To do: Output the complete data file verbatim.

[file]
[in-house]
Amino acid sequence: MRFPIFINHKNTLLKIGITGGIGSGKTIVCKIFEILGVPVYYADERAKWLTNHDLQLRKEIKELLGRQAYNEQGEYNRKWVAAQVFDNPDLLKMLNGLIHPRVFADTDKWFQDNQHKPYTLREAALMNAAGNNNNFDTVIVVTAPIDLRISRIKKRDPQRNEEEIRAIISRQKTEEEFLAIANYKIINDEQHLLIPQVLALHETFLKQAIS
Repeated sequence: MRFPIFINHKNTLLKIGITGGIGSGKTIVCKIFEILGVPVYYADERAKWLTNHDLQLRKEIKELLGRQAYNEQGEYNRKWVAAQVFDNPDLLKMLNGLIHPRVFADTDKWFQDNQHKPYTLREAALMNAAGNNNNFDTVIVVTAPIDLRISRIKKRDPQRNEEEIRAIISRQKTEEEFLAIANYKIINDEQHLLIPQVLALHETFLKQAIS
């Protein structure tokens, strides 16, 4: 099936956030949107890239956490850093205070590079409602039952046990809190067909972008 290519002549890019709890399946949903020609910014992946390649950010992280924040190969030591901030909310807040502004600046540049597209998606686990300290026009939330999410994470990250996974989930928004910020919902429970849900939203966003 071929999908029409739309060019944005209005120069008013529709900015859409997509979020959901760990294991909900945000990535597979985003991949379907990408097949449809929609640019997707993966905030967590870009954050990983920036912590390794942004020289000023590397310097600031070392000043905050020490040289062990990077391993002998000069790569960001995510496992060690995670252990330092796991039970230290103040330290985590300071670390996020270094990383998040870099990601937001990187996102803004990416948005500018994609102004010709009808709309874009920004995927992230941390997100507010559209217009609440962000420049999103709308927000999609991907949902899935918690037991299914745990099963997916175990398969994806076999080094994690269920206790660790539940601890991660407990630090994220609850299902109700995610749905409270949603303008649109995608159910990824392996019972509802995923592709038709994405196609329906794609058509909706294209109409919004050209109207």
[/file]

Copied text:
[in-house]
Amino acid sequence: MRFPIFINHKNTLLKIGITGGIGSGKTIVCKIFEILGVPVYYADERAKWLTNHDLQLRKEIKELLGRQAYNEQGEYNRKWVAAQVFDNPDLLKMLNGLIHPRVFADTDKWFQDNQHKPYTLREAALMNAAGNNNNFDTVIVVTAPIDLRISRIKKRDPQRNEEEIRAIISRQKTEEEFLAIANYKIINDEQHLLIPQVLALHETFLKQAIS
Repeated sequence: MRFPIFINHKNTLLKIGITGGIGSGKTIVCKIFEILGVPVYYADERAKWLTNHDLQLRKEIKELLGRQAYNEQGEYNRKWVAAQVFDNPDLLKMLNGLIHPRVFADTDKWFQDNQHKPYTLREAALMNAAGNNNNFDTVIVVTAPIDLRISRIKKRDPQRNEEEIRAIISRQKTEEEFLAIANYKIINDEQHLLIPQVLALHETFLKQAIS
């Protein structure tokens, strides 16, 4: 099936956030949107890239956490850093205070590079409602039952046990809190067909972008 290519002549890019709890399946949903020609910014992946390649950010992280924040190969030591901030909310807040502004600046540049597209998606686990300290026009939330999410994470990250996974989930928004910020919902429970849900939203966003 071929999908029409739309060019944005209005120069008013529709900015859409997509979020959901760990294991909900945000990535597979985003991949379907990408097949449809929609640019997707993966905030967590870009954050990983920036912590390794942004020289000023590397310097600031070392000043905050020490040289062990990077391993002998000069790569960001995510496992060690995670252990330092796991039970230290103040330290985590300071670390996020270094990383998040870099990601937001990187996102803004990416948005500018994609102004010709009808709309874009920004995927992230941390997100507010559209217009609440962000420049999103709308927000999609991907949902899935918690037991299914745990099963997916175990398969994806076999080094994690269920206790660790539940601890991660407990630090994220609850299902109700995610749905409270949603303008649109995608159910990824392996019972509802995923592709038709994405196609329906794609058509909706294209109409919004050209109207």